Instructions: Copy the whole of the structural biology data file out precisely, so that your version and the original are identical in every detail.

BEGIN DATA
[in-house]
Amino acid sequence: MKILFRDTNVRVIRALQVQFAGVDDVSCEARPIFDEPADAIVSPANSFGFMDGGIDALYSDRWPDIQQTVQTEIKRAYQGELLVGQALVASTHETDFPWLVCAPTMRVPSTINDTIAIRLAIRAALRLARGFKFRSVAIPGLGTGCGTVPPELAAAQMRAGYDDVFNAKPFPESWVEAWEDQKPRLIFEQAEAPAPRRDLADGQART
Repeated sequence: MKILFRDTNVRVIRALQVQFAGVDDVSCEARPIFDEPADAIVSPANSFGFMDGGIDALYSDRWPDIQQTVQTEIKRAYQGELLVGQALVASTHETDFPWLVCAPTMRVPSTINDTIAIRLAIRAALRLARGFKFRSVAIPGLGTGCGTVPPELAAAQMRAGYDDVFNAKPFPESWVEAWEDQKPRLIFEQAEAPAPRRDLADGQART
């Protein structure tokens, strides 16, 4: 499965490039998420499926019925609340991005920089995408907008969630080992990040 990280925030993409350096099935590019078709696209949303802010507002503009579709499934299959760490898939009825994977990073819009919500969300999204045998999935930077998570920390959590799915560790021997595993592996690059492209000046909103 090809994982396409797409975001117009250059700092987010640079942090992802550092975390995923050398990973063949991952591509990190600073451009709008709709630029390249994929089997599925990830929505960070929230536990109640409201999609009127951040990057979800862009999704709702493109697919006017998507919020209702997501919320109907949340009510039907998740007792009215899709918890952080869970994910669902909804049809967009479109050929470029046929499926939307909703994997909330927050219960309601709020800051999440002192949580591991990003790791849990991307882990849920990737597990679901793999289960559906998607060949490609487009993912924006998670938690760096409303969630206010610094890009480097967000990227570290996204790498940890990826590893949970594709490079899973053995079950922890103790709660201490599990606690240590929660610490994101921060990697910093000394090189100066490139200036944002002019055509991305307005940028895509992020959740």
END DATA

[in-house]
Amino acid sequence: MKILFRDTNVRVIRALQVQFAGVDDVSCEARPIFDEPADAIVSPANSFGFMDGGIDALYSDRWPDIQQTVQTEIKRAYQGELLVGQALVASTHETDFPWLVCAPTMRVPSTINDTIAIRLAIRAALRLARGFKFRSVAIPGLGTGCGTVPPELAAAQMRAGYDDVFNAKPFPESWVEAWEDQKPRLIFEQAEAPAPRRDLADGQART
Repeated sequence: MKILFRDTNVRVIRALQVQFAGVDDVSCEARPIFDEPADAIVSPANSFGFMDGGIDALYSDRWPDIQQTVQTEIKRAYQGELLVGQALVASTHETDFPWLVCAPTMRVPSTINDTIAIRLAIRAALRLARGFKFRSVAIPGLGTGCGTVPPELAAAQMRAGYDDVFNAKPFPESWVEAWEDQKPRLIFEQAEAPAPRRDLADGQART
């Protein structure tokens, strides 16, 4: 499965490039998420499926019925609340991005920089995408907008969630080992990040 990280925030993409350096099935590019078709696209949303802010507002503009579709499934299959760490898939009825994977990073819009919500969300999204045998999935930077998570920390959590799915560790021997595993592996690059492209000046909103 090809994982396409797409975001117009250059700092987010640079942090992802550092975390995923050398990973063949991952591509990190600073451009709008709709630029390249994929089997599925990830929505960070929230536990109640409201999609009127951040990057979800862009999704709702493109697919006017998507919020209702997501919320109907949340009510039907998740007792009215899709918890952080869970994910669902909804049809967009479109050929470029046929499926939307909703994997909330927050219960309601709020800051999440002192949580591991990003790791849990991307882990849920990737597990679901793999289960559906998607060949490609487009993912924006998670938690760096409303969630206010610094890009480097967000990227570290996204790498940890990826590893949970594709490079899973053995079950922890103790709660201490599990606690240590929660610490994101921060990697910093000394090189100066490139200036944002002019055509991305307005940028895509992020959740």